“Got a lot wrong”: Goldman Sachs tries dissuading investors from Bitcoin
Goldman Sachs fielded a client call, fumbled it and pitched bonds over gold or Bitcoin.
Goldman Sachs has historically had a bipolar relationship with Bitcoin. This week it appears to be in a bad mood towards it. On Wednesday, Goldman Sachs held an investor call to address Bitcoin and gold, presumably in response to strong demand from its client base.
Goldman's historically temperamental attitudes to crypto meant no one was sure what to expect this time, but with everything going on in the world today and recent news of hedge funds getting into Bitcoin, the general expectation was probably on the optimistic side.
Instead, Goldman Sachs stuck the knife into Bitcoin and gave it a good twist.
"We believe a security whose appreciation is primarily dependent on whether someone else is willing to pay a higher price for it is not a suitable investment for our clients," it sniffed. Gold was also slapped away, in favour of good, honest cash-flow-yielding assets like stocks and bonds.
The gist of the crypto community's feedback was that it must have been amateur hour at Goldman Sachs.
"Goldman got a lot wrong here," said TradeBlock analyst John Todaro. He noted that staking cryptocurrencies generates cash flow similar to bonds, Bitcoin does provide diversification benefits and it's ridiculous to say it shows no evidence of hedging inflation because "inflation is not here yet, but once it is BTC will hedge it".
"They just said: 'Cryptocurrencies are not scarce commodities and even Bitcoin has forked and we now have Bitcoin Cash and Bitcoin SV'. This is such a terrible argument in 2020 and frankly just shows ignorance. All GS employees interested in BTC must have already left," suggested The Block analyst Larry Cermak. "And there was no Q&A session in the end. They ran through the gold and Bitcoin slides super fast. Huge waste of time."
"As a former Goldman Director of Research I have to say I am disappointed by the lack of rigor in the analysis GS presented. Having said that this was from GS’ consumer and investment management division which is not known for their analytic prowess," said another commentator.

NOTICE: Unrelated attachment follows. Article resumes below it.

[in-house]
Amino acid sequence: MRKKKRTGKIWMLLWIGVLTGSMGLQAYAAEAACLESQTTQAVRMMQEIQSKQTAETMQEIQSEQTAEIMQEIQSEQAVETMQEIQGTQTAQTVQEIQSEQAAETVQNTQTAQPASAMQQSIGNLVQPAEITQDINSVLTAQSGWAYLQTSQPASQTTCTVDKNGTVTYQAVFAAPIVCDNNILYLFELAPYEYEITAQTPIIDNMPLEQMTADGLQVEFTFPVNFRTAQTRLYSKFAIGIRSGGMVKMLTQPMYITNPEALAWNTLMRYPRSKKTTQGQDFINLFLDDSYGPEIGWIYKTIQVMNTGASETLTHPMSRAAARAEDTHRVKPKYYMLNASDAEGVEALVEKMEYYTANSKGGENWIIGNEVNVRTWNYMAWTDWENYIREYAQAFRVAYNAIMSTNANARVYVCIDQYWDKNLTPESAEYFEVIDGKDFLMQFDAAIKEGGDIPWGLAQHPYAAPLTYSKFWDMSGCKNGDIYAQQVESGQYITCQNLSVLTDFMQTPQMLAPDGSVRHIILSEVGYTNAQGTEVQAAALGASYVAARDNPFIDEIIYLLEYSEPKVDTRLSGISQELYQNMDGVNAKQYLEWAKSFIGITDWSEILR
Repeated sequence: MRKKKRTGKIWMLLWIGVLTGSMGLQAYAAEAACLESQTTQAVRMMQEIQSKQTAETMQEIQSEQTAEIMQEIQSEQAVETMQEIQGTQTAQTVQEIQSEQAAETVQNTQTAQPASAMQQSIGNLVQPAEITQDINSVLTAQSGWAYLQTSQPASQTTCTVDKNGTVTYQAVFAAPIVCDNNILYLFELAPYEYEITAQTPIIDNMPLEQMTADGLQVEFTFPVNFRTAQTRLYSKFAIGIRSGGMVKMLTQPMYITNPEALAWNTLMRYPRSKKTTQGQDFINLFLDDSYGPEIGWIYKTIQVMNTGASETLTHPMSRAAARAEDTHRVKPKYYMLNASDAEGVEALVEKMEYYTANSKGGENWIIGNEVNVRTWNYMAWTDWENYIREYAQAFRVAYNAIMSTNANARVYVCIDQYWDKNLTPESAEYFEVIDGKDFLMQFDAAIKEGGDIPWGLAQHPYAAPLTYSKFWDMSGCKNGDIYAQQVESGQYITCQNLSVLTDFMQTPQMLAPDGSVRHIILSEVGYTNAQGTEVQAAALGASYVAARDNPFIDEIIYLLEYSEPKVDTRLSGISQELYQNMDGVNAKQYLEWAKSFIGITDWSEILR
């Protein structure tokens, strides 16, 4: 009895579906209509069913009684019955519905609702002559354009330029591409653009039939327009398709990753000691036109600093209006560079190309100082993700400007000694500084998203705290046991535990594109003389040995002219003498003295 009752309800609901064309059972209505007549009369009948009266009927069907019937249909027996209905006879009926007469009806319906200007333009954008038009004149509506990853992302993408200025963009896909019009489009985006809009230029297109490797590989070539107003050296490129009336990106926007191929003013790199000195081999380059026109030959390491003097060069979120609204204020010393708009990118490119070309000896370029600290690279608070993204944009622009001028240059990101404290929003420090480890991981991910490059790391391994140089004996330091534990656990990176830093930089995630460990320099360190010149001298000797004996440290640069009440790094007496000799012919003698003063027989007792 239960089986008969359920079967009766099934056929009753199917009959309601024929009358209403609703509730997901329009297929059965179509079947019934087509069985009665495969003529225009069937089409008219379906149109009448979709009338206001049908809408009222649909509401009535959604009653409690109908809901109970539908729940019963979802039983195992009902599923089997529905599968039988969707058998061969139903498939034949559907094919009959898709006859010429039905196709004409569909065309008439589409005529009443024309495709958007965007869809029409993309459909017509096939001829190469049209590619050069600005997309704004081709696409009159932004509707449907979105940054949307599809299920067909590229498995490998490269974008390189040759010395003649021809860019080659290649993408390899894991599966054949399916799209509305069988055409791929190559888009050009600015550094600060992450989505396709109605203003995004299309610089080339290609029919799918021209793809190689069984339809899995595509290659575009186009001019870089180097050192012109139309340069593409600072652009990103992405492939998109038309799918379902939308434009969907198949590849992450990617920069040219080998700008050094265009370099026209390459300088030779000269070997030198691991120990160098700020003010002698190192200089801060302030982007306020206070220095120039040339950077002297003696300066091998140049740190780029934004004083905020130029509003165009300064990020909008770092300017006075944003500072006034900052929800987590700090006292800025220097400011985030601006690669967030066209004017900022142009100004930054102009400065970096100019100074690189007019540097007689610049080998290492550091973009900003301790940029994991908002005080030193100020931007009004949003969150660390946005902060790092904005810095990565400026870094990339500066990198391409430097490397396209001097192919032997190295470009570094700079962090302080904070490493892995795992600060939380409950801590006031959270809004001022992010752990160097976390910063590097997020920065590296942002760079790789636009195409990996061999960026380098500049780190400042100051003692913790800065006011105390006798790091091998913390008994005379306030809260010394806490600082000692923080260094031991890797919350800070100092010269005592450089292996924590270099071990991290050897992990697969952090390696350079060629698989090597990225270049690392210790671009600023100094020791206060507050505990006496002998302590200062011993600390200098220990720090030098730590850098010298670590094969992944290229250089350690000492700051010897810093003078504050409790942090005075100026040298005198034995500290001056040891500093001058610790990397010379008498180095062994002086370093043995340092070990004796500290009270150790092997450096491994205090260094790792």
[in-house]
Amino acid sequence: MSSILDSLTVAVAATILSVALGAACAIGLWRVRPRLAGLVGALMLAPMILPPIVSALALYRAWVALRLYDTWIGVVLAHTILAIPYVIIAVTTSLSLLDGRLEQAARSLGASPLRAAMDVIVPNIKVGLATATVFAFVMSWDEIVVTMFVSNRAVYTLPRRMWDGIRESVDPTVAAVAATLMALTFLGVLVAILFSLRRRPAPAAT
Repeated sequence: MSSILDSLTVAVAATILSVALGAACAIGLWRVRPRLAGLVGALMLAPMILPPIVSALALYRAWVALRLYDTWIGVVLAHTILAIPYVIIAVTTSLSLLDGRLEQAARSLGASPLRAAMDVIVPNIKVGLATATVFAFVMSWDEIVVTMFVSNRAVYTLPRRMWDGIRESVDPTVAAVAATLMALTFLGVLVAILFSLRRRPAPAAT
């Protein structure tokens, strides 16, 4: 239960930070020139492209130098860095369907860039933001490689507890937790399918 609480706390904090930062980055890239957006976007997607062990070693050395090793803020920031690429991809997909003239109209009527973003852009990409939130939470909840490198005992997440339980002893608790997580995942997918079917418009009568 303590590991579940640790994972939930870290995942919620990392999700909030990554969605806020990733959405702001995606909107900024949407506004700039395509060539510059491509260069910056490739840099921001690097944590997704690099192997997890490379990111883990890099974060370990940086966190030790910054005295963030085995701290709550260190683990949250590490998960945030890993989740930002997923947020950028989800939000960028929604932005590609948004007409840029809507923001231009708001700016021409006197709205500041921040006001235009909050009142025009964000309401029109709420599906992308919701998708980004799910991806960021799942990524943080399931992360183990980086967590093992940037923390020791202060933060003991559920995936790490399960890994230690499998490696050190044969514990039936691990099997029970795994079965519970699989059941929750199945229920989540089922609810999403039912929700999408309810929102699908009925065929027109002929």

And through the presentation, Tyler Winklevoss wondered aloud: "What are you smoking? I thought Goldman was the bank on Wall Street for smart bankers."
Cameron Winkevoss pointed out a factual inaccuracy: "Hey Goldman Sachs, 2014 just called and asked for their talking points back. Bitcoin was declared a commodity by the CFTC in 2015 in the Coinflip order...so yea it's an asset whose price is set by supply and demand. Just like gold. Just like oil. It's a commodity."
Others pointed out that the whole foundation of Goldman Sachs's argument was built on shaky ground and the assumption that the greenback will not be debased. Of course, if Goldman Sachs clients weren't worried about the shrinking dollar, they probably wouldn't have wanted to hear about Bitcoin.
“The strategists’ starting point is that the USD will not be debased and moderate real economic growth will return," pointed out NEM Trading CFO and managing director Iain Wilson. "Given the public deficits and unprecedented quantitative easing (QE) combined with negative rates starting to be priced in, he seems a bit too sure of himself to start off with the assumption that the USD will not be debased."
Others noted that the entire circus was built around a primitive understanding of cryptocurrency, where Bitcoin is the only game in town and the only thing every other coin does is prove that Bitcoin is not scarce.
"It's easy to focus on just Bitcoin, but it's unfortunately become a black hole consuming far too much of the attention and perceived validation of an entire ecosystem's work at creating new means for value transfer, programmable capital, and decentralised financial services," said Kevin Sekniqi, co-founder of AVA Labs. "Just outside the frame is massive progress and pockets of true innovation across the ecosystem toward networks that carry Bitcoin's vision forward into the next generation of blockchain technology."
Disclosure: The author holds BNB, BTC at the time of writing.
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